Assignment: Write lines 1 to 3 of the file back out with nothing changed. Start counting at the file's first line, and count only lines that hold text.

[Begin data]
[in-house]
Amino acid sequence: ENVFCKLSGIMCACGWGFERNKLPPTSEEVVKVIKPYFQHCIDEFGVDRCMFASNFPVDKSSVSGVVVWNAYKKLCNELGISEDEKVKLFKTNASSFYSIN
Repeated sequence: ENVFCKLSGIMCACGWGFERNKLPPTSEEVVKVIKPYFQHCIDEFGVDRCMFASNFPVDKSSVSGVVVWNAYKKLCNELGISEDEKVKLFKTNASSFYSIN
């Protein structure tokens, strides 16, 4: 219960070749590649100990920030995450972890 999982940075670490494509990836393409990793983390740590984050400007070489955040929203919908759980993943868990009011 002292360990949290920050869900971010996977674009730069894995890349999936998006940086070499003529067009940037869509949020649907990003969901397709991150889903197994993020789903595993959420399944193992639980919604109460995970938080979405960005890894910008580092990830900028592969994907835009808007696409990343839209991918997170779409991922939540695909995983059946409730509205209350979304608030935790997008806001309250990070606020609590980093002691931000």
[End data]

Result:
[in-house]
Amino acid sequence: ENVFCKLSGIMCACGWGFERNKLPPTSEEVVKVIKPYFQHCIDEFGVDRCMFASNFPVDKSSVSGVVVWNAYKKLCNELGISEDEKVKLFKTNASSFYSIN
Repeated sequence: ENVFCKLSGIMCACGWGFERNKLPPTSEEVVKVIKPYFQHCIDEFGVDRCMFASNFPVDKSSVSGVVVWNAYKKLCNELGISEDEKVKLFKTNASSFYSIN